Corn Tacos – Poblano chiles and corn are best buds, agreed? So imagine charred poblanos, grilled corn, and creamy cojita cheese all wrapped up and toasty warm – ack! Yep, that one’s a winner every time – Poblano Rajas with Roasted Corn from Denver’s own Pinche Taqueria.

Corn Fritters –  Where I’m from, a fritter must be both spherical and deep-fried – but it seems that national media has taken to confusing fritters with pancakes. Sigh – whaddayagonnado? Bon Appetit’s Corn-Jalapeño Fritters are like pancakes made from corn salsa, and Martha’s Corn Fritters include cornmeal, fresh corn, and nice instructions on how to get the corn off the cob.

Chili – Corn and chili go hand in hand as the sweetness of the corn can balance out a great This Week in Eats on LaughingLemonPie.comdeal of spice, meat, and chiles. Chili recipes are another category I collect heavily in, and last week I made this Spicy Corn and Chicken Chili to take camping. It was the perfect thing, and now I’ve got two more re-purposed yogurt containers full of this dinner gold in the deep freeze for later.

Canned Corn Relish – After seeing so much corn at the farmers market and watching Chef Sean Brock throw together a great meal out of things canned and fresh from the garden, I canned corn for the first time this summer. I started with the Canned Corn Relish recipe out of the Ball Blue Book Guide to Preserving, but omitted the cabbage (ewww?), added a ton more peppers than called for, and kept to the low end of their sugar recommendation. The idea with canning is that you’ll be able to enjoy the fresh summery taste of corn all winter long but I don’t think we’re going to make it that far seeing as how we’ve already gone through 4 jars.Corn Butter from Food52 Genius Recipes on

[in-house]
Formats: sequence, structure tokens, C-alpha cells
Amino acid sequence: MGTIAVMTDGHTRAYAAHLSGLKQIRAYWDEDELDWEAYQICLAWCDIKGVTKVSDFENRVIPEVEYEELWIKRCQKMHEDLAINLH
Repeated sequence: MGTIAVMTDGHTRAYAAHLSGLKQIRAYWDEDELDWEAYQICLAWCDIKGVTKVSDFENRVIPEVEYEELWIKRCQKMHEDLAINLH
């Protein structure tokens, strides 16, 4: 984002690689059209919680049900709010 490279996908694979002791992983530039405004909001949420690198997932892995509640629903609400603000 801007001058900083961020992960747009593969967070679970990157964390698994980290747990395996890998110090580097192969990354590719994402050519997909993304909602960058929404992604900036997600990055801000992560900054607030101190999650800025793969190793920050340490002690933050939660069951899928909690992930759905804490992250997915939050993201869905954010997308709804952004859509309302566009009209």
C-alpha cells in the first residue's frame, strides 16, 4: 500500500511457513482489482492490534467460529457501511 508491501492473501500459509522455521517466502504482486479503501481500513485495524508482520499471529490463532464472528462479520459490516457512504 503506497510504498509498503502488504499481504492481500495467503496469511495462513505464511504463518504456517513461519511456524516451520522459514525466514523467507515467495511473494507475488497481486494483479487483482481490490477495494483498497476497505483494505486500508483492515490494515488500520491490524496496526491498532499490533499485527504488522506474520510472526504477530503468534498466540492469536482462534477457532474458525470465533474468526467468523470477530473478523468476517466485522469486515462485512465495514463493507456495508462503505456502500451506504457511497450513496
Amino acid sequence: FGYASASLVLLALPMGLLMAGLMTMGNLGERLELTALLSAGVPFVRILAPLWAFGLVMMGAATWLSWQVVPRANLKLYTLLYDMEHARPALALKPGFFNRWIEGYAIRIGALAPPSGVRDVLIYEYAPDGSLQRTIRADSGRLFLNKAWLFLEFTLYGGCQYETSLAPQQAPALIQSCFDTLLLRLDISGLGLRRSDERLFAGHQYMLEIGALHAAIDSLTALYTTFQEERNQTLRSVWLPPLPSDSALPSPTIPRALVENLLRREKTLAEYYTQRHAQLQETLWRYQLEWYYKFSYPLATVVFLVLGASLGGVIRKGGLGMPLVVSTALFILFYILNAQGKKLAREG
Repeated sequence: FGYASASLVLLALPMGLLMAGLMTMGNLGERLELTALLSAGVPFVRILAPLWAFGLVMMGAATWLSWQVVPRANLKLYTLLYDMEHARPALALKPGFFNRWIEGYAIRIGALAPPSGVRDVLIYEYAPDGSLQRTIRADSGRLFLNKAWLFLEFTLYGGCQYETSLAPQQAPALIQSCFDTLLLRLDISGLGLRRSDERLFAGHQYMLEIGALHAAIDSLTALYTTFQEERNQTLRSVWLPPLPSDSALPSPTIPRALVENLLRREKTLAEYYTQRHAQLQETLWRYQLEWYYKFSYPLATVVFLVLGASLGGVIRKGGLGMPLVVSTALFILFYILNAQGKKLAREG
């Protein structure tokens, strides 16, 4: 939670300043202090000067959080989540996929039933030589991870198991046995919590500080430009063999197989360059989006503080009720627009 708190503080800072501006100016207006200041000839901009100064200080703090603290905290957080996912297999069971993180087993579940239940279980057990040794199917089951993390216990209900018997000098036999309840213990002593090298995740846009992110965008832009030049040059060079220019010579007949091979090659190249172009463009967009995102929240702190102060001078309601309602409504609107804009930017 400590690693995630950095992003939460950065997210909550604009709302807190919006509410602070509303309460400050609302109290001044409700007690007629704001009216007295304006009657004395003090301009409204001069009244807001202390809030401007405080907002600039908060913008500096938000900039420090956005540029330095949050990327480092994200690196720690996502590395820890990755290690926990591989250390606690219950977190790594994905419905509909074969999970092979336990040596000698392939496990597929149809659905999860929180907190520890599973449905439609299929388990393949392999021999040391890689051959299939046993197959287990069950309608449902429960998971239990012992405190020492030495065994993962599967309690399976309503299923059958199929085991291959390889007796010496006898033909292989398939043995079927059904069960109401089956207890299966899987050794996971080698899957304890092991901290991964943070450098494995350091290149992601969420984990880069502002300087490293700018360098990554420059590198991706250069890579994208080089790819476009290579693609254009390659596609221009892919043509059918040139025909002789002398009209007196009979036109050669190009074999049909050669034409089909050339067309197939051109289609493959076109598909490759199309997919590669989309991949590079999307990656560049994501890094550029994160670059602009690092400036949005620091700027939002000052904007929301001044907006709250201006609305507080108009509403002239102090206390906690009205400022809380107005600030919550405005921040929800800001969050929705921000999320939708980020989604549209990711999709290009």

Corn Butter – Never heard of such a thing? Yeah, me neither until I read Food52 Genius Recipes: 100 Recipes That Will Change the Way You Cook (Food52 Works). Corn butter is rather unbelievable stuff – There’s a good reason this cookbook’s title includes the word “genius.” After removing the kernels from the cob, you blend then strain the corn – ending up with corn juice. Corn juice on it’s own is pretty much WOW, but heating the corn juice changes it entirely! I was really surprised by the transformation. Kind of like when you start a pot of polenta – turn your back for one minute and it’s suddenly thick! Slather this sunny spread on toast – it’s as sweet as jam, and such a unique way to enjoy corn.

Shrimp and Corn – For me, this is another great pairing. Any combination of beans, shrimp, tomatoes, corn, and chiles or spice equals yum in my book. Two favorites around here are Cajun Shrimp and Corn or Black Bean, Corn, and Shrimp Salad.

Share with us your family’s favorite way to enjoy this corn season! And if you have a cornbread recipe to recommend I’m always looking for contenders – leave a note, link, or recipe in the comments below! Need more ways to get corn in you? Our man Bittman has 12 simple uses for corn off the cob.


Laughing Lemon Pie at Whole Foods Bradburn 8.18.15

August 20, 2015
by Emily Klopstein

4 Back to School No-Cook Recipes & Ideas

Laughing Lemon Pie at Whole Foods Bradburn 8.18.15We shared these four simple, delicious, and healthy back-to-school ideas during our in-store demonstration at Whole Foods Market Bradburn/Westminster on Aug 18, 2015.

Laughing Lemon Pie at Whole Foods Bradburn 8.18.15Laughing Lemon Pie at Whole Foods Bradburn 8.18.15





  • Pesto with Caprese Dippers (ie mozzarella cubes and cherry tomatoes on a stick)
  • Fiesta Quinoa Salad I said no-cook, right? We cooked the quinoa for the Fiesta Quinoa Salad in Lacy’s rice cooker. So very convenient!

August 18, 2015
by Emily Klopstein

Make Your Own Hummus (and Make It Your Own)

Hummus Demo at Whole Foods Bradburn Aug 18, 2015

Make Your Own Hummus (and Make It Your Own)


  • 1 15oz can Chickpeas/Garbanzo Beans, drained and rinsed
  • Juice of 1/2-1 whole Lemon
  • 2-4 Tablespoons Tahini
  • 0-2 cloves of Garlic
  • Salt and Pepper to taste


  1. Pile all the ingredients into a food processor.
  2. Process until very smooth.